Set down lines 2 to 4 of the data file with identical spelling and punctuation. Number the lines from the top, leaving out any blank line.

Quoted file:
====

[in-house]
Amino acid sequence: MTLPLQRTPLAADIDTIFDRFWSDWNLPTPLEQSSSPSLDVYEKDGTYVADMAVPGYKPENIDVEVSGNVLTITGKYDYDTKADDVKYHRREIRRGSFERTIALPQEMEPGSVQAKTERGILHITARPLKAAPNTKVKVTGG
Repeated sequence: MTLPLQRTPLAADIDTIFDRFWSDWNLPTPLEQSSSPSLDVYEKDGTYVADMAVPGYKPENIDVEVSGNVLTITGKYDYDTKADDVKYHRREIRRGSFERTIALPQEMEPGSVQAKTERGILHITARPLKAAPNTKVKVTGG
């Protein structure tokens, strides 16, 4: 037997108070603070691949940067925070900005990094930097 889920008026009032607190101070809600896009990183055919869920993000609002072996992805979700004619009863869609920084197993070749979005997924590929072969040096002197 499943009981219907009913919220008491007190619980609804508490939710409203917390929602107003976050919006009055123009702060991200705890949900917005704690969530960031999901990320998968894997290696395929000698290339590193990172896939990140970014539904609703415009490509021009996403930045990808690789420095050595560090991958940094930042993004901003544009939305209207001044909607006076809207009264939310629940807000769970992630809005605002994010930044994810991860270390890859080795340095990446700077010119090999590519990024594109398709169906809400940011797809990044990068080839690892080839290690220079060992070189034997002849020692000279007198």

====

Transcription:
Amino acid sequence: MTLPLQRTPLAADIDTIFDRFWSDWNLPTPLEQSSSPSLDVYEKDGTYVADMAVPGYKPENIDVEVSGNVLTITGKYDYDTKADDVKYHRREIRRGSFERTIALPQEMEPGSVQAKTERGILHITARPLKAAPNTKVKVTGG
Repeated sequence: MTLPLQRTPLAADIDTIFDRFWSDWNLPTPLEQSSSPSLDVYEKDGTYVADMAVPGYKPENIDVEVSGNVLTITGKYDYDTKADDVKYHRREIRRGSFERTIALPQEMEPGSVQAKTERGILHITARPLKAAPNTKVKVTGG
């Protein structure tokens, strides 16, 4: 037997108070603070691949940067925070900005990094930097 889920008026009032607190101070809600896009990183055919869920993000609002072996992805979700004619009863869609920084197993070749979005997924590929072969040096002197 499943009981219907009913919220008491007190619980609804508490939710409203917390929602107003976050919006009055123009702060991200705890949900917005704690969530960031999901990320998968894997290696395929000698290339590193990172896939990140970014539904609703415009490509021009996403930045990808690789420095050595560090991958940094930042993004901003544009939305209207001044909607006076809207009264939310629940807000769970992630809005605002994010930044994810991860270390890859080795340095990446700077010119090999590519990024594109398709169906809400940011797809990044990068080839690892080839290690220079060992070189034997002849020692000279007198």